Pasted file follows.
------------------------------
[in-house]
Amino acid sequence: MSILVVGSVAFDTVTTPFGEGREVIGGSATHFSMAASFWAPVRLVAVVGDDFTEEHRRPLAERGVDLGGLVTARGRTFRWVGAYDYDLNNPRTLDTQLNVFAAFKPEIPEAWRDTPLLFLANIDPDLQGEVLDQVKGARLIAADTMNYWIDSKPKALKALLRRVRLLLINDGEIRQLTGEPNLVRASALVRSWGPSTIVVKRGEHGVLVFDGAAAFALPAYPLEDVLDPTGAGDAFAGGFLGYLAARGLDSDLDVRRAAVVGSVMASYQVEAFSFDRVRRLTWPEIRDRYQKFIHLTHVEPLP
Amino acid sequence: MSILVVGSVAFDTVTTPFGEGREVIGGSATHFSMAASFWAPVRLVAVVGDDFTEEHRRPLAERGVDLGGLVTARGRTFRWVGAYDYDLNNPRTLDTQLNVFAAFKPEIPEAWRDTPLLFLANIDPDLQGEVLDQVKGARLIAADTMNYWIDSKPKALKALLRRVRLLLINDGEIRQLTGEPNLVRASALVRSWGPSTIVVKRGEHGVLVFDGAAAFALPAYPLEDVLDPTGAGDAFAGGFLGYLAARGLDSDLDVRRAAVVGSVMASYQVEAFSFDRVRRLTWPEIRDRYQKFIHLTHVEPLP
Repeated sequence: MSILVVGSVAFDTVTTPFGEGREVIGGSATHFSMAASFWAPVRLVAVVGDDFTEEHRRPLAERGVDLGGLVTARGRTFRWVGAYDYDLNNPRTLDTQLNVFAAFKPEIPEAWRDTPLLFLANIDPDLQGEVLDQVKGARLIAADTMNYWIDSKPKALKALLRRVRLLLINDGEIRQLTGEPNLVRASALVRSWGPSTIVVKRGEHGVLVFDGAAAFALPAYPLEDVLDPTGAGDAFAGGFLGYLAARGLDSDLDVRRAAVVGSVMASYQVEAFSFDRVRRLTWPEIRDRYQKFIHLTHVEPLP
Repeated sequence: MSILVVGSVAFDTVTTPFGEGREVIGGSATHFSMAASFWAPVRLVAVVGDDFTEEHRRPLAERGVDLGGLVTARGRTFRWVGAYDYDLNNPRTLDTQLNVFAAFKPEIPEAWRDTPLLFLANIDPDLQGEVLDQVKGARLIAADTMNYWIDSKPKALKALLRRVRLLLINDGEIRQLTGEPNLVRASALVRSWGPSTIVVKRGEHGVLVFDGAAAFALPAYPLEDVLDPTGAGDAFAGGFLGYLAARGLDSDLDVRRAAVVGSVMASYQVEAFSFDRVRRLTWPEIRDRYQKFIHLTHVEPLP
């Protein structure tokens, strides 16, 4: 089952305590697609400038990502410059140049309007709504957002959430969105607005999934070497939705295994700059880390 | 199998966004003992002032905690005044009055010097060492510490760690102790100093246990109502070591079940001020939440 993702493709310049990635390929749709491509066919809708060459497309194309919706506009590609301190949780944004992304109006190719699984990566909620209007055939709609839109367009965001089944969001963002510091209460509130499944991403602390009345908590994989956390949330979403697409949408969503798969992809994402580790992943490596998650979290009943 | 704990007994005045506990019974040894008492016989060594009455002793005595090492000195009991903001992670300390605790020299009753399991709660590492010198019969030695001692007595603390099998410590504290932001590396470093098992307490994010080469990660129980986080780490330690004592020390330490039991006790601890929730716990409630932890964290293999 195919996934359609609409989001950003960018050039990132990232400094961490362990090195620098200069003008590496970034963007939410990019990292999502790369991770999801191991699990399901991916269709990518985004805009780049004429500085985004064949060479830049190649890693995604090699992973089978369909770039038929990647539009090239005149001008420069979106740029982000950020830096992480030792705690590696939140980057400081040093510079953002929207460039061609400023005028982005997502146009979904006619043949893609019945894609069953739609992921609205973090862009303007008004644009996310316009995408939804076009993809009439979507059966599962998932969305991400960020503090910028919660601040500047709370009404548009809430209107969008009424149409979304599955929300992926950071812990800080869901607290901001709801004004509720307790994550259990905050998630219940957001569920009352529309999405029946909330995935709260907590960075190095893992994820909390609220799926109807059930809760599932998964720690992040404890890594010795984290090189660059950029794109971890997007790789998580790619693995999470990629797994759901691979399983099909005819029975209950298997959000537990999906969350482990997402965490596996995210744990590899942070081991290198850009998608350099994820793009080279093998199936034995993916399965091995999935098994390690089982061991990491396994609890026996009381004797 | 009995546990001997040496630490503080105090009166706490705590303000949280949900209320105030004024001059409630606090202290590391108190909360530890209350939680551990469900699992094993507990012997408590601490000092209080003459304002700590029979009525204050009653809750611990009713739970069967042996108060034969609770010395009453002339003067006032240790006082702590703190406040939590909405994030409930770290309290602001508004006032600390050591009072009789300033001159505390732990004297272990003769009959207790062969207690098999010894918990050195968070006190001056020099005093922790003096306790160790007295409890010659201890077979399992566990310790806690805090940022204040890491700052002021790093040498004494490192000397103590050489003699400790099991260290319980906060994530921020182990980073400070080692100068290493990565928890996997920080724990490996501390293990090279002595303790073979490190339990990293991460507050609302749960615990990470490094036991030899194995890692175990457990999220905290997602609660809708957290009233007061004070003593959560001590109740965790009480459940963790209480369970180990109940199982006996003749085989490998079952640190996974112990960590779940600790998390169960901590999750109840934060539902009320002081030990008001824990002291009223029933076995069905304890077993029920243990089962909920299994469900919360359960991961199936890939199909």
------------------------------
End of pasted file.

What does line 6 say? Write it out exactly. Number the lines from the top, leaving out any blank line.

């Protein structure tokens, strides 16, 4: 089952305590697609400038990502410059140049309007709504957002959430969105607005999934070497939705295994700059880390 | 199998966004003992002032905690005044009055010097060492510490760690102790100093246990109502070591079940001020939440 993702493709310049990635390929749709491509066919809708060459497309194309919706506009590609301190949780944004992304109006190719699984990566909620209007055939709609839109367009965001089944969001963002510091209460509130499944991403602390009345908590994989956390949330979403697409949408969503798969992809994402580790992943490596998650979290009943 | 704990007994005045506990019974040894008492016989060594009455002793005595090492000195009991903001992670300390605790020299009753399991709660590492010198019969030695001692007595603390099998410590504290932001590396470093098992307490994010080469990660129980986080780490330690004592020390330490039991006790601890929730716990409630932890964290293999 195919996934359609609409989001950003960018050039990132990232400094961490362990090195620098200069003008590496970034963007939410990019990292999502790369991770999801191991699990399901991916269709990518985004805009780049004429500085985004064949060479830049190649890693995604090699992973089978369909770039038929990647539009090239005149001008420069979106740029982000950020830096992480030792705690590696939140980057400081040093510079953002929207460039061609400023005028982005997502146009979904006619043949893609019945894609069953739609992921609205973090862009303007008004644009996310316009995408939804076009993809009439979507059966599962998932969305991400960020503090910028919660601040500047709370009404548009809430209107969008009424149409979304599955929300992926950071812990800080869901607290901001709801004004509720307790994550259990905050998630219940957001569920009352529309999405029946909330995935709260907590960075190095893992994820909390609220799926109807059930809760599932998964720690992040404890890594010795984290090189660059950029794109971890997007790789998580790619693995999470990629797994759901691979399983099909005819029975209950298997959000537990999906969350482990997402965490596996995210744990590899942070081991290198850009998608350099994820793009080279093998199936034995993916399965091995999935098994390690089982061991990491396994609890026996009381004797 | 009995546990001997040496630490503080105090009166706490705590303000949280949900209320105030004024001059409630606090202290590391108190909360530890209350939680551990469900699992094993507990012997408590601490000092209080003459304002700590029979009525204050009653809750611990009713739970069967042996108060034969609770010395009453002339003067006032240790006082702590703190406040939590909405994030409930770290309290602001508004006032600390050591009072009789300033001159505390732990004297272990003769009959207790062969207690098999010894918990050195968070006190001056020099005093922790003096306790160790007295409890010659201890077979399992566990310790806690805090940022204040890491700052002021790093040498004494490192000397103590050489003699400790099991260290319980906060994530921020182990980073400070080692100068290493990565928890996997920080724990490996501390293990090279002595303790073979490190339990990293991460507050609302749960615990990470490094036991030899194995890692175990457990999220905290997602609660809708957290009233007061004070003593959560001590109740965790009480459940963790209480369970180990109940199982006996003749085989490998079952640190996974112990960590779940600790998390169960901590999750109840934060539902009320002081030990008001824990002291009223029933076995069905304890077993029920243990089962909920299994469900919360359960991961199936890939199909």